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Hasegawa's 1/48 scale
Nakajima Ki-43-I Hayabusa

by Marcel Merces

Nakajima Ki-43-I Hayabusa (Oscar)



Eduard's 1/48 scale Oscar Color Detail Set is available online from Squadron

 

Introduction

 

This is my 1/48 scale Hasegawa kit no. JT80:2200, Ki-43-I Hayabusa (Oscar). Here are some notes and hints for those who would decide to build this elegant WWII. plane.

 

 

Here is a list of mprovements that I have made.

 

 

Construction

 

Position lights and the landing reflector

The position lights are a CMK 010 set – the Clear Cast. The wing tip lights are brush colored by TAMIYA Clear Green resp. Clear Red. The two lights on the rudder were left unpainted. All the lights were glued onto the kit using water-soluble PVA glue. This looked more practical than cyanoacrylate glue because of better possibility to better position the lights – the upper and lower lights on the wing tips are aligned with each other (looking both along the airplane longitudinal axis or perpendicularly). You would probably try several times to achieve this geometry so it is better to use nonaggressive and slowly drying glue.

Older Ki43-I. type was not equipped with the landing reflector. The kit’s wing has a “dent” for landing light glass within the wing leading edge though. This indention had been filled up by the clear (kit) part Q1 and a little putty, then sanded very thoroughly - because of the natural metal finish would magnify every little inaccuracy.


 

The Pitot Tube

I used two thin metal pipes (injection needles) inserted one into another. Using caynoacrylate glue, the tube was glued into the original opening within the leading edge of the wing.


 

The Interior

I used the PART Photo etched set S48-112 for the cockpit interior. The set contains also useful exterior details, such as very thin undercarriage covers, engine cowling flaps or other engine enhancements. There is also the landing reflector framing – save it for another plane.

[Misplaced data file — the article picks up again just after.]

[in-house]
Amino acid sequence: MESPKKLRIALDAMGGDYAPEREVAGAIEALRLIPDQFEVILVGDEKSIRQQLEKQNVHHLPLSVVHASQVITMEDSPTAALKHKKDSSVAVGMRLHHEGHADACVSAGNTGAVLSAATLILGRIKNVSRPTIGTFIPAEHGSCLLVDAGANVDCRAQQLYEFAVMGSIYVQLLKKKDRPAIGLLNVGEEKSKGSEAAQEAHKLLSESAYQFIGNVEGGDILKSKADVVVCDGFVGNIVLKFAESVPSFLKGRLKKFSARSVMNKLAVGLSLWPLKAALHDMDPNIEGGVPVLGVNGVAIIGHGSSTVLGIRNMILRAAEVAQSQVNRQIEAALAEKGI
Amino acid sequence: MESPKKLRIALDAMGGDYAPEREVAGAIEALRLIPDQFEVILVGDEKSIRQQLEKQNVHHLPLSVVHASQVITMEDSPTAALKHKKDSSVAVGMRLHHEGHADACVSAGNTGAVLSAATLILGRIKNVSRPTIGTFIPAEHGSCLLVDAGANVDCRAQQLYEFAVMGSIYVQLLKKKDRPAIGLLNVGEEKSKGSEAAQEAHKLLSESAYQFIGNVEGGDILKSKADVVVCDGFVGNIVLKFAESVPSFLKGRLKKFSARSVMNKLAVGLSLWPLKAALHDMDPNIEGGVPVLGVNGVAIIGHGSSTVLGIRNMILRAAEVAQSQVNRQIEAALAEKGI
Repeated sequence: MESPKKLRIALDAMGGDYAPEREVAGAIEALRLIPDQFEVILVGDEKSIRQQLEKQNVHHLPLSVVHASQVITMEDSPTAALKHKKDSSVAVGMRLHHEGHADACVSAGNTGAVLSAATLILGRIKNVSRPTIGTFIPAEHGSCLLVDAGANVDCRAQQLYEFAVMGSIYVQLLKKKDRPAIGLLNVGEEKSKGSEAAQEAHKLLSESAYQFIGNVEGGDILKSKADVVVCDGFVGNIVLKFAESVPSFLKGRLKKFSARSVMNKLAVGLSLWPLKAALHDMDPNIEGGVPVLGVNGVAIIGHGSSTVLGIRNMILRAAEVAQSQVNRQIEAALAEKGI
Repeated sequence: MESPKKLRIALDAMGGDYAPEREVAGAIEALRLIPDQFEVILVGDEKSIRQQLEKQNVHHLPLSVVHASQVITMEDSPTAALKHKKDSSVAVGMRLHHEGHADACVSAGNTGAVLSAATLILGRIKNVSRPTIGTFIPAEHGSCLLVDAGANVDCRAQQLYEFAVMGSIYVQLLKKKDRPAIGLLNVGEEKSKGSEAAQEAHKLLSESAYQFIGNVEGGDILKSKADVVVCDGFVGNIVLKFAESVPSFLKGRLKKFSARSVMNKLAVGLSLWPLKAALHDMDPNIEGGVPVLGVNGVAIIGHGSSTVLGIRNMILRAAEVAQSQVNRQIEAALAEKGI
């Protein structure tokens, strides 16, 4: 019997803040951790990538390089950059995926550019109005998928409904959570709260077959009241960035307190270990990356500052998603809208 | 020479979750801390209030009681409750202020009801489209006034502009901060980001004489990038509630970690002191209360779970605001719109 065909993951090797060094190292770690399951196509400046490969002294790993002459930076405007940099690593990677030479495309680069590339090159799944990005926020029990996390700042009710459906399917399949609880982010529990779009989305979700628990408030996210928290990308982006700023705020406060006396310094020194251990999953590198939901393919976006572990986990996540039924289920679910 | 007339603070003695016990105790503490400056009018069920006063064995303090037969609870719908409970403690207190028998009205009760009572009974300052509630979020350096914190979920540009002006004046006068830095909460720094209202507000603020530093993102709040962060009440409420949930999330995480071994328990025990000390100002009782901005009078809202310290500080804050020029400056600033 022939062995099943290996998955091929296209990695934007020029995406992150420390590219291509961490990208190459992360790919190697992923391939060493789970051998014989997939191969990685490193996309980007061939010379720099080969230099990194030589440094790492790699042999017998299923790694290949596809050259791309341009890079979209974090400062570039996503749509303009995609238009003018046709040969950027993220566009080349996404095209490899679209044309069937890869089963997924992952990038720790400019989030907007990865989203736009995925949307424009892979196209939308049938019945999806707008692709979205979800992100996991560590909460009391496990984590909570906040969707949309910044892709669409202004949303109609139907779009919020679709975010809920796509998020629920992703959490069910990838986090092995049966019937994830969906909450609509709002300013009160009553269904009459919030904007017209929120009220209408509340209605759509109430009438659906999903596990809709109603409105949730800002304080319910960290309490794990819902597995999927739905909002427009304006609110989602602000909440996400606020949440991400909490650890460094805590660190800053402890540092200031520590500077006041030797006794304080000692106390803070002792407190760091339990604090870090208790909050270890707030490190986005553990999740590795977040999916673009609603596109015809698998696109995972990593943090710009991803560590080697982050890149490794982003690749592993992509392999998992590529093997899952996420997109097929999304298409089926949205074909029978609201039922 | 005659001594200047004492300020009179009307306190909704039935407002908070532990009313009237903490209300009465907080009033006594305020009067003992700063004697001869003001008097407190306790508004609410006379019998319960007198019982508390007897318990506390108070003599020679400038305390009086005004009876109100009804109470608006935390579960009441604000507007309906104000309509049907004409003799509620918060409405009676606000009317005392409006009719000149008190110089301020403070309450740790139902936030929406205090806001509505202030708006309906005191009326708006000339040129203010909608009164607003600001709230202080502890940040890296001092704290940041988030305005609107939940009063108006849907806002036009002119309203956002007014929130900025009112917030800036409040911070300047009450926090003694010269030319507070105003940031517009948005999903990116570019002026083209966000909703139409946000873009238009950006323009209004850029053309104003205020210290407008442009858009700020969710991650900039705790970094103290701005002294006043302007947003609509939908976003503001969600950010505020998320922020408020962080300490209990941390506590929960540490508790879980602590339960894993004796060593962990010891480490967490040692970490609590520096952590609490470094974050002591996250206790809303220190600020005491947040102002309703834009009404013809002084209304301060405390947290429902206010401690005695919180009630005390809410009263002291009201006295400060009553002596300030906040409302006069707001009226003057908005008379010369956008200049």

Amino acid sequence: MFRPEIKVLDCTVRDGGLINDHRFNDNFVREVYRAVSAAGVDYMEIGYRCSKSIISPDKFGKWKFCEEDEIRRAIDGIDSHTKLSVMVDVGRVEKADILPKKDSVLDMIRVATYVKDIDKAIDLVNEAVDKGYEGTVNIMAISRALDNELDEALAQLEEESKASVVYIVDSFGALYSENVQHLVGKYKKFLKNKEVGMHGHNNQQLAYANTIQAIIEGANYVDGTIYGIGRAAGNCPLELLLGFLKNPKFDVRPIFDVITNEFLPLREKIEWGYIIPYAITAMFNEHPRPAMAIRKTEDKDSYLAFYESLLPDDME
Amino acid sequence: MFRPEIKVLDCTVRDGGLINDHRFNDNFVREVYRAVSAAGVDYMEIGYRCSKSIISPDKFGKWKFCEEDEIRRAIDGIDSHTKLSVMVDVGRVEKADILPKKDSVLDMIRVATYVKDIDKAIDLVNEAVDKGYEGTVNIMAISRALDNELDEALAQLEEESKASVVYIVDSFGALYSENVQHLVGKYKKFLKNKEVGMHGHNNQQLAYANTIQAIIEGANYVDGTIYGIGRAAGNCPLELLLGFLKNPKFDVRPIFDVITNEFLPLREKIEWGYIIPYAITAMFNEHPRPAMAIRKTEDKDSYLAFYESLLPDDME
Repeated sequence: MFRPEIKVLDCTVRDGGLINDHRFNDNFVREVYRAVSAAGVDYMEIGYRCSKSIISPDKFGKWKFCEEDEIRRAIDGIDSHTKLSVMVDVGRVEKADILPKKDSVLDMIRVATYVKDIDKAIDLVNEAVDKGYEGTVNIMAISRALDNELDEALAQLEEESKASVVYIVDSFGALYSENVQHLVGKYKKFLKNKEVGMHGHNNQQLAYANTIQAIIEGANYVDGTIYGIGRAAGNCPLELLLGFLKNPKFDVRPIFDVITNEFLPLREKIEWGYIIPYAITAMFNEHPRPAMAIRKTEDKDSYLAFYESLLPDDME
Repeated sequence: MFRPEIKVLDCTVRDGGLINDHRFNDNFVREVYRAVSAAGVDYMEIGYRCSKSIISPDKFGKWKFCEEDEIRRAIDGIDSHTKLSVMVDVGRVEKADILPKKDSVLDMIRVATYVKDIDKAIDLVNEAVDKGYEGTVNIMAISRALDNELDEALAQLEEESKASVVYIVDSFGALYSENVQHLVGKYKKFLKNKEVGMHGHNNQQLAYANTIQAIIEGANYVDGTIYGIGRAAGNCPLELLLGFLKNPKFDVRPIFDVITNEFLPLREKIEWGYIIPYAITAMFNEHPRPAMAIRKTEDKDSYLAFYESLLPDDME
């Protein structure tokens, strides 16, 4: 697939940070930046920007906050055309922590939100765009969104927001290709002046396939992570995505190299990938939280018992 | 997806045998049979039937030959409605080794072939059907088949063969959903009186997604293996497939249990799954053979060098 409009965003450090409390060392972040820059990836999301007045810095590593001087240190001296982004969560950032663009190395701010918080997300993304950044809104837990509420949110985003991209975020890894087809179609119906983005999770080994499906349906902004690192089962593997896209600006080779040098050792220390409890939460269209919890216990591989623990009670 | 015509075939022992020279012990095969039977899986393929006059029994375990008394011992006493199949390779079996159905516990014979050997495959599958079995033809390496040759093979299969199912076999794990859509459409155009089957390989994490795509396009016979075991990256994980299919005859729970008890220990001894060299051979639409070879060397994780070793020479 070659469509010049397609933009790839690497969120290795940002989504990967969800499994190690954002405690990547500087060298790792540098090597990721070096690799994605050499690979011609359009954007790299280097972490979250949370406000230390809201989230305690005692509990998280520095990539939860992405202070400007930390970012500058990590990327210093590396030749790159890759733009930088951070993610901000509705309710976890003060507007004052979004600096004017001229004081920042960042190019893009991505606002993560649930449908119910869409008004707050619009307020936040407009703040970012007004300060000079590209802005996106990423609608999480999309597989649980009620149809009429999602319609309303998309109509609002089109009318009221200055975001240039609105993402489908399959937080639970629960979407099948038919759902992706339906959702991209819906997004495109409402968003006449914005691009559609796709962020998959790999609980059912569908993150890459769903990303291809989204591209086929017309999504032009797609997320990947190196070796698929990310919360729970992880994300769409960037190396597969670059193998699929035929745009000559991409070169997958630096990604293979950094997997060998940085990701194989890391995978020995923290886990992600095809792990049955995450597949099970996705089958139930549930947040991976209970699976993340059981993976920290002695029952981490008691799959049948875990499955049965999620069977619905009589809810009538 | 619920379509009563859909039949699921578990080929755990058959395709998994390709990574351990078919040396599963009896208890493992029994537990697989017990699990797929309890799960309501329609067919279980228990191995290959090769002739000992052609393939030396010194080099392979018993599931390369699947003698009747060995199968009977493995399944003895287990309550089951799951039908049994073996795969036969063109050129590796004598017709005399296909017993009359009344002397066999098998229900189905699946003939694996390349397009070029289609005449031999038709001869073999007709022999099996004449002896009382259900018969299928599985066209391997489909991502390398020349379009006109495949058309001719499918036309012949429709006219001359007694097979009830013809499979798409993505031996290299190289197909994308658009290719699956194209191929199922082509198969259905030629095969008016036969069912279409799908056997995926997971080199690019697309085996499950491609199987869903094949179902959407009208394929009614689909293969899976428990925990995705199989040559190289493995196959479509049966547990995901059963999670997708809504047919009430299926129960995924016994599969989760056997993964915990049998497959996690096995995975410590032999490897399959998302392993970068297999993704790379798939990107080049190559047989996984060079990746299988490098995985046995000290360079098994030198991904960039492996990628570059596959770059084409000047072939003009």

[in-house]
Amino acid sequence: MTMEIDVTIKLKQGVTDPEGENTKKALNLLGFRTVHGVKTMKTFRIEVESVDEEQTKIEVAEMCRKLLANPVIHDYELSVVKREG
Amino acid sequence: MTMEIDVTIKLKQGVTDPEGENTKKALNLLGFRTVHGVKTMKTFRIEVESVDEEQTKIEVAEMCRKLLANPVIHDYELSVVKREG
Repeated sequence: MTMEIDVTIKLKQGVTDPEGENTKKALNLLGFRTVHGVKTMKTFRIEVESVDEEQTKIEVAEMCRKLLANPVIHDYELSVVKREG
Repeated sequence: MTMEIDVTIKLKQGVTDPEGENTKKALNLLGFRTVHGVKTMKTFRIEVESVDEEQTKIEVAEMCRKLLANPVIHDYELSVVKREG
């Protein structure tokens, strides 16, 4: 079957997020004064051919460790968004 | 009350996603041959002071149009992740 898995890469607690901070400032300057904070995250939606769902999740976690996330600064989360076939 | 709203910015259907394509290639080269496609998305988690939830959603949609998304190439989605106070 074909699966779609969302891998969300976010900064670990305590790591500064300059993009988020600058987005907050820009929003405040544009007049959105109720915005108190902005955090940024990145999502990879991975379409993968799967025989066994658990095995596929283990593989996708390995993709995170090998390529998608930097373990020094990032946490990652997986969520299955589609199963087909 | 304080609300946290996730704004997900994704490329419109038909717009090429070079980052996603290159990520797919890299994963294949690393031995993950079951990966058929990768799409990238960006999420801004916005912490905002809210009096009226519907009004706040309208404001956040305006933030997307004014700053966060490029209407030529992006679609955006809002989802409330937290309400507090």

I also added some lead wires inside the canopy according to reference photos. The cable attached to the control stick was made of a thin lead foil.


 

The Canopy

You can find the insection made into the front canopy window within the kit. The tubular gun-sight goes through this (oversized) opening. To make this detail more realistic there are two main ways:

  • To replace the canopy with a brand new acetate (vac-u-form) one and to drill a new (and smaller) opening into the front windshield.

  • To use the original canopy and modify it – to make the insection look smaller.

I went the second way. I had cemented the gun-sight onto the fuselage at first and glued the front canopy part (R2 kit part) onto the fuselage.

 

 

Then I cut out a thin aluminium-like foil stripe - as wide as was the canopy framing and with the span as was the windscreen base. The stripe covered the lower part of the oversized gap in the front canopy window and merges properly – you merely see it.

 

 

Painting and Markings

 

Interior Color

I have used Mr. Color # 127 COCKPIT COLOR (NAKAJIMA) as the main interior color, “leaving” the rudder pedals, the pilot 's seat and the control stick in natural metal finish - ALCLAD II Aluminium. Main instrument panel and some more instruments have Dk. Grey color.

The Mr. Color Super Clear gloss coat was used after applying the interior colors - serving as a protecting sealant. The patina and “dirt” were made using a mix of brown (Burnt Sienna) and black oil color (in varying amounts) diluted in Mig’s Thinner for washes.

The edges were dry brushed very gently using Light Grey and White. The Dk. brown wash is used for emphasizing the detail depth


 

Surface finish

I decided not to make a camouflaged bird, but an overall natural metal finish instead – to enhance the elegance and shape smoothness of this Nakajima flying jewel. Different ALCLAD II colors were used to make the feeling of natural difference of particular covering plates. I decided to use only 2 basic shades of aluminium: Aluminium ALC101 and Polished aluminium ALC105. All the additional shades were achieved very simply - by overspraying these basic shades with a thin Dark aluminium coat. I placed a Sticky Note paper on the panel edge line (masking neighboring panel) and oversprayed the panel – but only partly, with a thicker coat near the paper edge and nearly no coat on the opposite side (see picture below).

 

 

This is a very simple and quick method - saving time, masking work and as a bonus – you will save money for various paint shades. It is suitable also for those modelers who prefer equal shade across every particular panel. The Sticky Note paper can be cut into smaller pieces and then stuck around the panel as a mask. The whole surface of the panel is then oversprayed with darker shade evenly. The different panels will get different amount of darkening coat this way.


 

Painting the “moving” surfaces